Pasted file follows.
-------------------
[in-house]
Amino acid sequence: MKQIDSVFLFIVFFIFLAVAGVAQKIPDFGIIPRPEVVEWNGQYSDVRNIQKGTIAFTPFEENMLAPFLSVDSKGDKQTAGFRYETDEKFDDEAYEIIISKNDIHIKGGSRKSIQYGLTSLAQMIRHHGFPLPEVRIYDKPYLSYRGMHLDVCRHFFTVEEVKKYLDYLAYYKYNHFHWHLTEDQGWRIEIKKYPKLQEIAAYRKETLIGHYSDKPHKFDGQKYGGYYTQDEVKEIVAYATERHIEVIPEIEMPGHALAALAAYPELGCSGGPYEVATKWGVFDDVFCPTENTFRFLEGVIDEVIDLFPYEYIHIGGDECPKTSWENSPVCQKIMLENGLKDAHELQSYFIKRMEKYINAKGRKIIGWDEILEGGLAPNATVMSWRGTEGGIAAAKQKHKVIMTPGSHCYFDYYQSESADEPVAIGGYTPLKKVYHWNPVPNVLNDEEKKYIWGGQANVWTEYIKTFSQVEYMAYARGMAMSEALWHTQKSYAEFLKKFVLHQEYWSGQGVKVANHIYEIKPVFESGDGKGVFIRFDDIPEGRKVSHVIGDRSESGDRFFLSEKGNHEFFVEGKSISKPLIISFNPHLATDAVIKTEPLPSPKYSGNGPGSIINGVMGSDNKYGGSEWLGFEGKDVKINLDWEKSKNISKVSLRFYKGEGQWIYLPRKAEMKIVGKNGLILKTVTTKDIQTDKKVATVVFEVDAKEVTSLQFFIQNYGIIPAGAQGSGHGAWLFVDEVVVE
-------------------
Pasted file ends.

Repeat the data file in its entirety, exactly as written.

[in-house]
Amino acid sequence: MKQIDSVFLFIVFFIFLAVAGVAQKIPDFGIIPRPEVVEWNGQYSDVRNIQKGTIAFTPFEENMLAPFLSVDSKGDKQTAGFRYETDEKFDDEAYEIIISKNDIHIKGGSRKSIQYGLTSLAQMIRHHGFPLPEVRIYDKPYLSYRGMHLDVCRHFFTVEEVKKYLDYLAYYKYNHFHWHLTEDQGWRIEIKKYPKLQEIAAYRKETLIGHYSDKPHKFDGQKYGGYYTQDEVKEIVAYATERHIEVIPEIEMPGHALAALAAYPELGCSGGPYEVATKWGVFDDVFCPTENTFRFLEGVIDEVIDLFPYEYIHIGGDECPKTSWENSPVCQKIMLENGLKDAHELQSYFIKRMEKYINAKGRKIIGWDEILEGGLAPNATVMSWRGTEGGIAAAKQKHKVIMTPGSHCYFDYYQSESADEPVAIGGYTPLKKVYHWNPVPNVLNDEEKKYIWGGQANVWTEYIKTFSQVEYMAYARGMAMSEALWHTQKSYAEFLKKFVLHQEYWSGQGVKVANHIYEIKPVFESGDGKGVFIRFDDIPEGRKVSHVIGDRSESGDRFFLSEKGNHEFFVEGKSISKPLIISFNPHLATDAVIKTEPLPSPKYSGNGPGSIINGVMGSDNKYGGSEWLGFEGKDVKINLDWEKSKNISKVSLRFYKGEGQWIYLPRKAEMKIVGKNGLILKTVTTKDIQTDKKVATVVFEVDAKEVTSLQFFIQNYGIIPAGAQGSGHGAWLFVDEVVVE